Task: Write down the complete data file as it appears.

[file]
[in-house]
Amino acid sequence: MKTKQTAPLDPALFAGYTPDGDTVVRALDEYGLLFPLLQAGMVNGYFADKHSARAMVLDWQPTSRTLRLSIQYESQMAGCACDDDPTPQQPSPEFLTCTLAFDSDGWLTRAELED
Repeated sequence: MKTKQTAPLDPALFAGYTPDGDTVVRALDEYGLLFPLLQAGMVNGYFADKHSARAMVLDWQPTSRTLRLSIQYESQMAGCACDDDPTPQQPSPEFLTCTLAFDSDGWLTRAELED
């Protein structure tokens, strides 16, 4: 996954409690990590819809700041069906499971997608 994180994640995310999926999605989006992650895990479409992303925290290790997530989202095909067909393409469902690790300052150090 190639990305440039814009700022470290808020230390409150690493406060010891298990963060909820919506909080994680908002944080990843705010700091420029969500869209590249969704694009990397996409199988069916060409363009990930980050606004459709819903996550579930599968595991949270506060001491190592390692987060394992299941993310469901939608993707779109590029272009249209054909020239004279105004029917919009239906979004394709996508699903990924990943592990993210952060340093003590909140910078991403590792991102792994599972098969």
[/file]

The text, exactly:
[in-house]
Amino acid sequence: MKTKQTAPLDPALFAGYTPDGDTVVRALDEYGLLFPLLQAGMVNGYFADKHSARAMVLDWQPTSRTLRLSIQYESQMAGCACDDDPTPQQPSPEFLTCTLAFDSDGWLTRAELED
Repeated sequence: MKTKQTAPLDPALFAGYTPDGDTVVRALDEYGLLFPLLQAGMVNGYFADKHSARAMVLDWQPTSRTLRLSIQYESQMAGCACDDDPTPQQPSPEFLTCTLAFDSDGWLTRAELED
């Protein structure tokens, strides 16, 4: 996954409690990590819809700041069906499971997608 994180994640995310999926999605989006992650895990479409992303925290290790997530989202095909067909393409469902690790300052150090 190639990305440039814009700022470290808020230390409150690493406060010891298990963060909820919506909080994680908002944080990843705010700091420029969500869209590249969704694009990397996409199988069916060409363009990930980050606004459709819903996550579930599968595991949270506060001491190592390692987060394992299941993310469901939608993707779109590029272009249209054909020239004279105004029917919009239906979004394709996508699903990924990943592990993210952060340093003590909140910078991403590792991102792994599972098969």